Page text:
A view backstage at Beverley Minster

We’re not all perfect, you know

Beverley Minster where, to paraphrase the song: “… sometimes is heard. A discouraging word.”
I cannot claim, in all honesty, that my language is beyond reproach. I am ashamed to admit that I am not always the upstanding figure of virtue and calm reassurance that I try to present.
My past is intimately wound up in the world of old-fashioned newspapers where, I am sorry to say, the only types of angel you might encounter were either fallen ones or public houses of the same name.
It was still a man’s world – hard drinking, hard smoking, hard attitudes and swearing and I loved it for much too long. Gradually the industry was cleaned up and so was the language, but some bad habits are hard to erase.
If I trip over a kneeler in the dark and fall flat on my face you’re unlikely to hear me mutter: “Good heavens.” 
Scalding my hand while sterilising a chalice with boiling water will not be accompanied by the first six bars of ‘The Sound of Music’; wrestling a bolt at the top of a 20 foot high door while a gale blows through the gap rarely finds me quoting lines from the ‘Book of Common Prayer’.
When I lapse I mutter a silent apology and vow to be more restrained next time, but last week I’m afraid I lost control..
I’d had it right up to the limit and then beyond. I was feeling tired, hard done by and generally pushed beyond any sensible limit. And then someone said something a bit silly and I indulged myself.
It was the Friday of the Beverley Early Music Festival and I was busy. The Minster was hosting two of the biggest concerts of the event and the first act had decided they would like to perform ‘in the round’ which had come as an unpleasant shock when I’d first heard about it.
In the Minster this meant that we would have to build a stage fairly close to the Highgate door, then rotate or move some 264 chairs to let the audience view the performers from the east side.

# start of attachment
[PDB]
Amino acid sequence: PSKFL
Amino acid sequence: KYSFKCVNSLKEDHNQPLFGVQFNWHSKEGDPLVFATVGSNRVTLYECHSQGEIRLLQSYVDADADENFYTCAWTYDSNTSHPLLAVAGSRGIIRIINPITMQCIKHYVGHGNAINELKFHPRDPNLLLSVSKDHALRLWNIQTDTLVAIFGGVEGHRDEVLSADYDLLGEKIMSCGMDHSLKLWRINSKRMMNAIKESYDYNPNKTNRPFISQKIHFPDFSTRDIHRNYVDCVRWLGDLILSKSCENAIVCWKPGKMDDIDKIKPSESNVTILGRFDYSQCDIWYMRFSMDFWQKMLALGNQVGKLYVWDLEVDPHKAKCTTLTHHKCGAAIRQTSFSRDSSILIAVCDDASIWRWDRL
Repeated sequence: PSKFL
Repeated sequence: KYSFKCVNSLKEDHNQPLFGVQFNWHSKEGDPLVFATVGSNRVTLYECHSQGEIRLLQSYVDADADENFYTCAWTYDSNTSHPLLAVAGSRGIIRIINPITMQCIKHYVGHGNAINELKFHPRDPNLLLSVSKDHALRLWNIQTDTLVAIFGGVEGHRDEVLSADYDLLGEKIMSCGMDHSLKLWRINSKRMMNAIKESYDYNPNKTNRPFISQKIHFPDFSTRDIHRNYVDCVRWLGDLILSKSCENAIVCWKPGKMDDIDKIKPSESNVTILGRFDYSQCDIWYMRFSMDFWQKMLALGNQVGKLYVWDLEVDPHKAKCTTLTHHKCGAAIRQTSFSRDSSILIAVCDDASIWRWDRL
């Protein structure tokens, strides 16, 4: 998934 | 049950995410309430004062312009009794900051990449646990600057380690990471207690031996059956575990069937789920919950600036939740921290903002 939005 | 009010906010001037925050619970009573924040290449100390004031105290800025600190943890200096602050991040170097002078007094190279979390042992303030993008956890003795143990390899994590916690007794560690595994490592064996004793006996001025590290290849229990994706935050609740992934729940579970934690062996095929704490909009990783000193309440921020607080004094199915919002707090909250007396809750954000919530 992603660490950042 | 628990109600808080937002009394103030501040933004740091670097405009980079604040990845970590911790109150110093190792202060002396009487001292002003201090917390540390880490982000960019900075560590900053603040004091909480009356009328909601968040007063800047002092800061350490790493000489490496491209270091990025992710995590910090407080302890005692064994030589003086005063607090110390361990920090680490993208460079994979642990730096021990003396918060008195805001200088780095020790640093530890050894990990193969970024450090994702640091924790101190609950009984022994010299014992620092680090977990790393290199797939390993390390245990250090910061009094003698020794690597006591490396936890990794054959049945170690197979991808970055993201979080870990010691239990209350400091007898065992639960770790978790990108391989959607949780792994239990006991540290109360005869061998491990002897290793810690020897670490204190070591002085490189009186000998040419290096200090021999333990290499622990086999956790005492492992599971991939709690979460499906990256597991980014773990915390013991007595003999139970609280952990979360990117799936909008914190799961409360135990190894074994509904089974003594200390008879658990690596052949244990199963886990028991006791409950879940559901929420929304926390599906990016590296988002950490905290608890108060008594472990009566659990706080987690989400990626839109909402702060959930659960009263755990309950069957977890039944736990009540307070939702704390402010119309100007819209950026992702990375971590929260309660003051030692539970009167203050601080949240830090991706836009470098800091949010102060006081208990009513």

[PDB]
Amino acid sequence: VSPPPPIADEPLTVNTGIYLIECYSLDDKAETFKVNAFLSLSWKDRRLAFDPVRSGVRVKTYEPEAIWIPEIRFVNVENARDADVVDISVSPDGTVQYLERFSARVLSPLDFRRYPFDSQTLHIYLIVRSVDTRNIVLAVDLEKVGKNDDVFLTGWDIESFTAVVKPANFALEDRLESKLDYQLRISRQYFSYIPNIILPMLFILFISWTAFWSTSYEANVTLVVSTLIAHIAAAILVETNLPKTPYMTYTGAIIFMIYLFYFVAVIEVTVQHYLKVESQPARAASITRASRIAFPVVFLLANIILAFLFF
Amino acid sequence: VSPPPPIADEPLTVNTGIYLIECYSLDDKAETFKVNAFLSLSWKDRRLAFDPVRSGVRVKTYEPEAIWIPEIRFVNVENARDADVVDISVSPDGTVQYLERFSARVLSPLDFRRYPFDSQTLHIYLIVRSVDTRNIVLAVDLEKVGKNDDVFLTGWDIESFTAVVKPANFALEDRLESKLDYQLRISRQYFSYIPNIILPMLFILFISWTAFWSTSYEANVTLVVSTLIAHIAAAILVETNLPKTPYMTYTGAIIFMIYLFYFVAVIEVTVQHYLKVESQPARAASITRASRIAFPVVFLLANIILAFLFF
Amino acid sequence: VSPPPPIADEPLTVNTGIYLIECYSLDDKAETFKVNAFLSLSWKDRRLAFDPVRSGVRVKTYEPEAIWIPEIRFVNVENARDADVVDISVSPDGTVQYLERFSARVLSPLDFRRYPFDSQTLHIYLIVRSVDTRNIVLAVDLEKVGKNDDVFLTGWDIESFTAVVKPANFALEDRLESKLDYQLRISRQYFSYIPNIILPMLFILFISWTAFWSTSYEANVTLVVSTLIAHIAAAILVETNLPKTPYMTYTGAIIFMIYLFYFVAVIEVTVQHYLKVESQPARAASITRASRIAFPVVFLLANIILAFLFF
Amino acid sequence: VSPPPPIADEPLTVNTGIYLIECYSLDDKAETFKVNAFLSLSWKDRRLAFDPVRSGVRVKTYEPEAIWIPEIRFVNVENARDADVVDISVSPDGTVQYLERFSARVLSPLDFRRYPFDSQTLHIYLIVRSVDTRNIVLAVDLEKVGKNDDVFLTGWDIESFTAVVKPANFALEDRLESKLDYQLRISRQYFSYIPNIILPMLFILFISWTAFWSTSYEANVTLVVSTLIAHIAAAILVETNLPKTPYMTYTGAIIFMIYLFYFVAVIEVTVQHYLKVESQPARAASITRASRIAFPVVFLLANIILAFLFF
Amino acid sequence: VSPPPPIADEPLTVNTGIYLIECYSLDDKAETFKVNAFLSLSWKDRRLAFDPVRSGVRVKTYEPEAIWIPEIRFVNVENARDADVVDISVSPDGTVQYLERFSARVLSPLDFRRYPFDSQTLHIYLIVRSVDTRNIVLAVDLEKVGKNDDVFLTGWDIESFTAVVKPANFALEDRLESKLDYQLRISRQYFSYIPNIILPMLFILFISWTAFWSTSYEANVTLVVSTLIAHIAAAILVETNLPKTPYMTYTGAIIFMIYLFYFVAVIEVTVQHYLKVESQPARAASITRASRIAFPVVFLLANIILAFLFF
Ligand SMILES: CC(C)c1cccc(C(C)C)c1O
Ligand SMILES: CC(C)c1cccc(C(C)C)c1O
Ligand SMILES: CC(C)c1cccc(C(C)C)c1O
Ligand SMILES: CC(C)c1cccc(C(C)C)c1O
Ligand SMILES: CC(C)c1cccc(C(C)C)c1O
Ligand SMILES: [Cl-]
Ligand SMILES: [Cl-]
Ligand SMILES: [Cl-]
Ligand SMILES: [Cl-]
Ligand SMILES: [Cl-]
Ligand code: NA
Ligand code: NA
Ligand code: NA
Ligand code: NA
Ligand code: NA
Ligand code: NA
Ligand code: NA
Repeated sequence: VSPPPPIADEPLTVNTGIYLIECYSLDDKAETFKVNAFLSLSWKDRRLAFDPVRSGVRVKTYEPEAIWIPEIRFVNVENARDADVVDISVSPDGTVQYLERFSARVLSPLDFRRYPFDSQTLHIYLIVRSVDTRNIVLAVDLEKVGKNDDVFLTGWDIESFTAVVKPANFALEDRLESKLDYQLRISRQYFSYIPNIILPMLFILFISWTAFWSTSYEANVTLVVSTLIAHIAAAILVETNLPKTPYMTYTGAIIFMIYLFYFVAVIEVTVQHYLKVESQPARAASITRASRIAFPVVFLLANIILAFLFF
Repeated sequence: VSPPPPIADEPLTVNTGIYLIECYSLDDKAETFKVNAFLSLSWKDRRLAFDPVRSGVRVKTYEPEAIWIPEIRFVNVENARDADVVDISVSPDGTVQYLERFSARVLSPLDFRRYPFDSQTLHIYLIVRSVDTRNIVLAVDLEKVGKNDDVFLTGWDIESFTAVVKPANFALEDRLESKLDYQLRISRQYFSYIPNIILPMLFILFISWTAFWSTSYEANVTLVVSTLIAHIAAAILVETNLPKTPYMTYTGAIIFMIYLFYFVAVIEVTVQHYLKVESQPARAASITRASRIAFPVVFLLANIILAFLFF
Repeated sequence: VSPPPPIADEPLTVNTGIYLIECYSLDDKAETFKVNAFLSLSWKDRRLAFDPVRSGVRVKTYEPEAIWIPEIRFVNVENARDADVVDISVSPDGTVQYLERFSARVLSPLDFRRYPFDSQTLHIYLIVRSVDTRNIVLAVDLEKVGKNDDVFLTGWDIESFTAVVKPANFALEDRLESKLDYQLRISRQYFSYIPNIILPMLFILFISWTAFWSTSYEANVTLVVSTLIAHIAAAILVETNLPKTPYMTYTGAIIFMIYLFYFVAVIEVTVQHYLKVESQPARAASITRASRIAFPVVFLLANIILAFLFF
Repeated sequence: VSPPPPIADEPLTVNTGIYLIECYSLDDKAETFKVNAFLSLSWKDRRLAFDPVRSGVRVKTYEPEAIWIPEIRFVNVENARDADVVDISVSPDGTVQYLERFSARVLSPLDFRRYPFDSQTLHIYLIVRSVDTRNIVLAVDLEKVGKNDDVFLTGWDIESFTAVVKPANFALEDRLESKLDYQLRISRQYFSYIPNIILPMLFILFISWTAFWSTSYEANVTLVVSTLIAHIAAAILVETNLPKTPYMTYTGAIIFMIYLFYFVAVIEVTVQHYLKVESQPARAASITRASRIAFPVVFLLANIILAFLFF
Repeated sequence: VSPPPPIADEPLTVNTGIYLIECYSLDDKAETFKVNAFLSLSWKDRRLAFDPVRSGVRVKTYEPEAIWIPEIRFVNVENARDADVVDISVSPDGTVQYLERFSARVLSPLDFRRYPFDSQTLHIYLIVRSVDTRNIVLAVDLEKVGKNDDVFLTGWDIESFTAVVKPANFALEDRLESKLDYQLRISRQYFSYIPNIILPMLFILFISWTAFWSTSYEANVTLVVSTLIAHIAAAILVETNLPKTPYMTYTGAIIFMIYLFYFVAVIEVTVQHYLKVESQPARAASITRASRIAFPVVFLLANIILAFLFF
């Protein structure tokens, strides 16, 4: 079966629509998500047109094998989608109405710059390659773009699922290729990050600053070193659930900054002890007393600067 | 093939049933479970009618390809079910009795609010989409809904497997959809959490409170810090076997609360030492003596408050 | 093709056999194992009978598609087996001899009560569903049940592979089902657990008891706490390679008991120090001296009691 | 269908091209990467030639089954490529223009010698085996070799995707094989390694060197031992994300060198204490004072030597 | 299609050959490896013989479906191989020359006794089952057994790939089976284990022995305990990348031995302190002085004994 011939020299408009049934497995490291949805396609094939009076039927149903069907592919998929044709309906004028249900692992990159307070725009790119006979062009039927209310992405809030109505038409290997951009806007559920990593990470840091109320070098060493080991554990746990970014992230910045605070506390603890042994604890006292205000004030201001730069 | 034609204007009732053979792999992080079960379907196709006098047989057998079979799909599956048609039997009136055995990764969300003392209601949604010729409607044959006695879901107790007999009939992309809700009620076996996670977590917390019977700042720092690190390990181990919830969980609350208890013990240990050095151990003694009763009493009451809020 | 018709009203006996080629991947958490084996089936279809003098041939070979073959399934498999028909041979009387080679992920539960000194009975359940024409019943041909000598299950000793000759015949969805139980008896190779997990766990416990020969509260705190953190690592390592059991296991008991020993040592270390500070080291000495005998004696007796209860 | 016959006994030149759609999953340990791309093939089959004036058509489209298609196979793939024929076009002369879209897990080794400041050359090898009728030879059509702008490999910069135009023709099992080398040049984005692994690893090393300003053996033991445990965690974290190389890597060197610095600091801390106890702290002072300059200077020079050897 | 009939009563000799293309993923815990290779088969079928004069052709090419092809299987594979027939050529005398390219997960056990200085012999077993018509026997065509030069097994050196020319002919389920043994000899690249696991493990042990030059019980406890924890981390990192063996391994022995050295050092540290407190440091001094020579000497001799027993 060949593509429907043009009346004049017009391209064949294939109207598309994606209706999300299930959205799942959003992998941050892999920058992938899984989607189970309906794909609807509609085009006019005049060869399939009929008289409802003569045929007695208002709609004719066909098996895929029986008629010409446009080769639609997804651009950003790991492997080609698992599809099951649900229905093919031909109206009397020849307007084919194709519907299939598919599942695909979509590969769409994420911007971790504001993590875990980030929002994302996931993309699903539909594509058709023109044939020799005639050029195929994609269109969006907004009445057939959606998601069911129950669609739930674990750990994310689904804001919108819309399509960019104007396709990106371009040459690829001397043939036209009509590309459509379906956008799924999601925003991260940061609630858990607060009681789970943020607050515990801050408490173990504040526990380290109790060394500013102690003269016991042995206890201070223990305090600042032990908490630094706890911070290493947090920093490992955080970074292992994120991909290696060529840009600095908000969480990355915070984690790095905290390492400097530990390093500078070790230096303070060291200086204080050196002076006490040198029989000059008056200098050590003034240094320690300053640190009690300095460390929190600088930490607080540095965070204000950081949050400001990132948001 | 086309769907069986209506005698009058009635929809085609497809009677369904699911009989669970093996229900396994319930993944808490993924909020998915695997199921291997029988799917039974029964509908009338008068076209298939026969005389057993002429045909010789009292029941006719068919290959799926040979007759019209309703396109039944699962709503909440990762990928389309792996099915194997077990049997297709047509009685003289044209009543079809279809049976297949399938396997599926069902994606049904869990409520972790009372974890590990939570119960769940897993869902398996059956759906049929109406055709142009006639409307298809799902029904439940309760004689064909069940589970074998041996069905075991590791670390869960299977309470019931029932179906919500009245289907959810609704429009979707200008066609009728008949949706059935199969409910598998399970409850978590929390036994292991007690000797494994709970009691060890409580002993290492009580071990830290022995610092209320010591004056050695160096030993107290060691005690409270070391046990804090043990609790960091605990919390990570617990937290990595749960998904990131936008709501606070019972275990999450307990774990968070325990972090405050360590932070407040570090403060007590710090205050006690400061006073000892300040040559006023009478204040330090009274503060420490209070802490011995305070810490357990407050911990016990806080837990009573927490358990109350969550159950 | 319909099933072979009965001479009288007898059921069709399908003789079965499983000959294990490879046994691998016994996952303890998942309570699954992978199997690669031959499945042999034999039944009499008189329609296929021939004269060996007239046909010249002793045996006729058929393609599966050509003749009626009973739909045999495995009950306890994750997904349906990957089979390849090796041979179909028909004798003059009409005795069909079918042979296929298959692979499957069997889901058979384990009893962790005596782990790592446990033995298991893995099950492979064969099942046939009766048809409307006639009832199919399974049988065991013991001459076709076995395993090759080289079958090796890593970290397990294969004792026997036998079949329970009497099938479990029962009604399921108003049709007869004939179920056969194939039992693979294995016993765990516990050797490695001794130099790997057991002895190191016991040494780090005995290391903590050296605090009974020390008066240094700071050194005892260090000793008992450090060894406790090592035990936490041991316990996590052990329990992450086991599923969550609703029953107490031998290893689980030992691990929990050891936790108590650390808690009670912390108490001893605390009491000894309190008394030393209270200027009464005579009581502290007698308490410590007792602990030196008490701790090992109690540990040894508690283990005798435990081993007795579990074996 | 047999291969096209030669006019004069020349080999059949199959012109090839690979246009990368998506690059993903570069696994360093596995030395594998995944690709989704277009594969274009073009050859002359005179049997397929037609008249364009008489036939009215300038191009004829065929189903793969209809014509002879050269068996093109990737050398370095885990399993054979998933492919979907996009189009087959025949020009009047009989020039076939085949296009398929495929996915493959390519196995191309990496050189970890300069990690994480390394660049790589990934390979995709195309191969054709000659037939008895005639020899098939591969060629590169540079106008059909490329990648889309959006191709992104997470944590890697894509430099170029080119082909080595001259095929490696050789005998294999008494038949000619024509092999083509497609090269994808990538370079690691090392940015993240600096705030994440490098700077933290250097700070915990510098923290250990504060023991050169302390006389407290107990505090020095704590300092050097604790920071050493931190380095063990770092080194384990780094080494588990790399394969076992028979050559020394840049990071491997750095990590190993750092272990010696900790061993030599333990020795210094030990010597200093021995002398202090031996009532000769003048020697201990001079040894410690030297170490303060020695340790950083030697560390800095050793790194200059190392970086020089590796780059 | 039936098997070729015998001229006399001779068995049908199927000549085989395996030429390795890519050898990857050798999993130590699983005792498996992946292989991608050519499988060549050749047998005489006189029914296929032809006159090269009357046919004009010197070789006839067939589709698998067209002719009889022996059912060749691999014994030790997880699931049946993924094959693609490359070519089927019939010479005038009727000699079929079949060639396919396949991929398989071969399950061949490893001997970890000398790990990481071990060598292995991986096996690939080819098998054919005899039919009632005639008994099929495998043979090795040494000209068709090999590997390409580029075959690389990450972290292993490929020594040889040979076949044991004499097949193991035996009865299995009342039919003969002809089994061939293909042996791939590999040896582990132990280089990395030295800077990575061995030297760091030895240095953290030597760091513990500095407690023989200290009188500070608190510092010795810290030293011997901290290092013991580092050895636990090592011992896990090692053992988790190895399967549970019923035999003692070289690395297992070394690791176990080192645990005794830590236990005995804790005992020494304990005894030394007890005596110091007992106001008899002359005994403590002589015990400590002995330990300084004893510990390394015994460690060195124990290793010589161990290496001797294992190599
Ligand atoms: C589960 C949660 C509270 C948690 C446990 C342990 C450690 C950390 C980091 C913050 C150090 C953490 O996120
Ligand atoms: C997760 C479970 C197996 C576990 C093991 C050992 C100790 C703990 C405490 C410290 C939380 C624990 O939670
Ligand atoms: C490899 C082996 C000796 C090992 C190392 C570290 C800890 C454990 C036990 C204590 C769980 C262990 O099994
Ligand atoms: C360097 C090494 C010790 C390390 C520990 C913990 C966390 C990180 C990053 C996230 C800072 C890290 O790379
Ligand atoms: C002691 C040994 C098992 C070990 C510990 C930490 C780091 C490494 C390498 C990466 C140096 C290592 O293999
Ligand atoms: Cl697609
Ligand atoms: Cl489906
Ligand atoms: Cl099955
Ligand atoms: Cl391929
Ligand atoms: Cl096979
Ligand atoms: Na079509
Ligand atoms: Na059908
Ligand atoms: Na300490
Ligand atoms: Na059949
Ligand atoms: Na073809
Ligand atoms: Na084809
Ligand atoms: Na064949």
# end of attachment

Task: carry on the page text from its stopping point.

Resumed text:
Bear in mind that these wooden seats are clamped together in groups of three, and each has a heavy cushion hanging down the back, and you realise that we’re talking about shifting quite a large tonnage of furniture.
Physically I was already a bit tired because this followed the Ascension Day service which is one of the important festivals in the Christian calendar. It commemorates the day when Christ ascended into heaven after his Crucifixion and the significance of this to the virgers is that we fly the flag of St George from the north west tower on this day – and then take it down again.
Now that may not sound too difficult in itself, but bear in mind that the western towers are the highest point of the Minster, some 160 feet tall.
To get to the top, which is where the builders have inconsiderately located the flagpole, the poor old virger has to climb more than 200 steps, and they are horrible.
The first third ascend to the lower ringing chamber and these, regularly used as they are by the bell-ringers, are quite broad and well-lit.
Further on, however, conditions deteriorate.
The spiral gets tighter, the steps narrower and there are hardly any windows to brighten the gloom. On top of that the risers themselves are a muscle-crippling ten inches apart instead of the normal eight and the calves soon start to scream in protest.
Add in the generally poor condition of these steps and it’s all too easy to imagine twisting an ankle some 100 feet above the street, with the inevitable hilarious consequences.
When you finally arrive on the open roof, blinking and panting, the view can be quite astounding – once the spots have faded away. At the moment there is a fascinating panorama across the site of the former Hodgson’s tannery and Military Transport Museum, now all cleared and waiting for the Government’s education quango to find the money it promised to begin building work.
Well, I pulled the flag down, unclipped the heavy weight that keeps it from flapping wildly from the top of the mast, shoved the remainder of the rope inside the hollow metal pole (trying to avoid cutting my fingers on the lip of the hole) then back down those rotten stairs, the furled flag maliciously hiding the more treacherous steps from view.
One slightly twisted ankle later I was back on terra firma, spinning the pews around as though I was enjoying myself when this visitor politely asked me a question.
“Are you getting ready for an event in here?”
I looked at the stage in the centre of the church. I glanced around at all the chairs she’d seen my shifting, I looked at the floodlights that were waiting to be assembled.
How could I possibly respond to this? Sarcasm, litotes, hyperbole- all battled for escape and finally I forgot myself and decided to answer daft with daft.
“No ma’am.” I said wearily. “I’ve done it all on a whim.”
And, guess what?  Later that night, as we turned the chairs back after the concert, I heard half the audience complaining that, because the stage was in the centre of the church the singer had had her back to them.
“Next time perhaps the virgers could assemble a rotating platform.”
Words failed me.
First published May 2009

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